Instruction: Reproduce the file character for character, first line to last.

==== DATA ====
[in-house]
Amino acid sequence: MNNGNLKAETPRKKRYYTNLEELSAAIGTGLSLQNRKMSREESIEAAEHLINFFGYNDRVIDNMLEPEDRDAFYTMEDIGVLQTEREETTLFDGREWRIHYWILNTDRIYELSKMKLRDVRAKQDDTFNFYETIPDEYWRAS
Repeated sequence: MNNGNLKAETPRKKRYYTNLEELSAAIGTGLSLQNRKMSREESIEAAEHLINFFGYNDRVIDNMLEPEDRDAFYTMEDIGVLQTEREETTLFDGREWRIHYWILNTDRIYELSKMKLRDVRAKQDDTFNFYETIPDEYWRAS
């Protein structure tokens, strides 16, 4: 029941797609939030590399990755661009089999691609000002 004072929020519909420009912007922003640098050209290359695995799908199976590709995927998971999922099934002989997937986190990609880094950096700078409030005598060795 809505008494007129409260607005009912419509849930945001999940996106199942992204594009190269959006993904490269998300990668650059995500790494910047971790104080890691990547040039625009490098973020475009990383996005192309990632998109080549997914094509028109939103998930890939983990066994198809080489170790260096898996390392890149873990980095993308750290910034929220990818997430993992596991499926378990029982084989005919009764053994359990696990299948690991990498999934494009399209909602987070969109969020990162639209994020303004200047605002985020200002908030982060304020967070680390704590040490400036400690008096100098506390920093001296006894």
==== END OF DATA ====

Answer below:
[in-house]
Amino acid sequence: MNNGNLKAETPRKKRYYTNLEELSAAIGTGLSLQNRKMSREESIEAAEHLINFFGYNDRVIDNMLEPEDRDAFYTMEDIGVLQTEREETTLFDGREWRIHYWILNTDRIYELSKMKLRDVRAKQDDTFNFYETIPDEYWRAS
Repeated sequence: MNNGNLKAETPRKKRYYTNLEELSAAIGTGLSLQNRKMSREESIEAAEHLINFFGYNDRVIDNMLEPEDRDAFYTMEDIGVLQTEREETTLFDGREWRIHYWILNTDRIYELSKMKLRDVRAKQDDTFNFYETIPDEYWRAS
């Protein structure tokens, strides 16, 4: 029941797609939030590399990755661009089999691609000002 004072929020519909420009912007922003640098050209290359695995799908199976590709995927998971999922099934002989997937986190990609880094950096700078409030005598060795 809505008494007129409260607005009912419509849930945001999940996106199942992204594009190269959006993904490269998300990668650059995500790494910047971790104080890691990547040039625009490098973020475009990383996005192309990632998109080549997914094509028109939103998930890939983990066994198809080489170790260096898996390392890149873990980095993308750290910034929220990818997430993992596991499926378990029982084989005919009764053994359990696990299948690991990498999934494009399209909602987070969109969020990162639209994020303004200047605002985020200002908030982060304020967070680390704590040490400036400690008096100098506390920093001296006894």